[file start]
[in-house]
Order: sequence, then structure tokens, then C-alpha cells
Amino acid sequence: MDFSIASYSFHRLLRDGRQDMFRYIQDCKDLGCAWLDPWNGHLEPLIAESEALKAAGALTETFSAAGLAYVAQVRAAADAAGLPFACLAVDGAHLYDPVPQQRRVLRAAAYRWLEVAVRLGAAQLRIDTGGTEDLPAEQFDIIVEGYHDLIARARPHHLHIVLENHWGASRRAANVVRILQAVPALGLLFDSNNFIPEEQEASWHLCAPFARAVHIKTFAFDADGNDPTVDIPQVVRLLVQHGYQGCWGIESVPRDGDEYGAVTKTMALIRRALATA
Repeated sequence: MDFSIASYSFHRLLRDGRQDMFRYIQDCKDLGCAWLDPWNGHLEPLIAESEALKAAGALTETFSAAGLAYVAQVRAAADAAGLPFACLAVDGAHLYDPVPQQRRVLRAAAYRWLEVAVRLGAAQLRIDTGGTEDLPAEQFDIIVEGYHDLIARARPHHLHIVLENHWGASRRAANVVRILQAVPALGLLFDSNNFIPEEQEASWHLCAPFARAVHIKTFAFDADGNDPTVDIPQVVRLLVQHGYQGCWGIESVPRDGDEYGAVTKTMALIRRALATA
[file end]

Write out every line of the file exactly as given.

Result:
[in-house]
Order: sequence, then structure tokens, then C-alpha cells
Amino acid sequence: MDFSIASYSFHRLLRDGRQDMFRYIQDCKDLGCAWLDPWNGHLEPLIAESEALKAAGALTETFSAAGLAYVAQVRAAADAAGLPFACLAVDGAHLYDPVPQQRRVLRAAAYRWLEVAVRLGAAQLRIDTGGTEDLPAEQFDIIVEGYHDLIARARPHHLHIVLENHWGASRRAANVVRILQAVPALGLLFDSNNFIPEEQEASWHLCAPFARAVHIKTFAFDADGNDPTVDIPQVVRLLVQHGYQGCWGIESVPRDGDEYGAVTKTMALIRRALATA
Repeated sequence: MDFSIASYSFHRLLRDGRQDMFRYIQDCKDLGCAWLDPWNGHLEPLIAESEALKAAGALTETFSAAGLAYVAQVRAAADAAGLPFACLAVDGAHLYDPVPQQRRVLRAAAYRWLEVAVRLGAAQLRIDTGGTEDLPAEQFDIIVEGYHDLIARARPHHLHIVLENHWGASRRAANVVRILQAVPALGLLFDSNNFIPEEQEASWHLCAPFARAVHIKTFAFDADGNDPTVDIPQVVRLLVQHGYQGCWGIESVPRDGDEYGAVTKTMALIRRALATA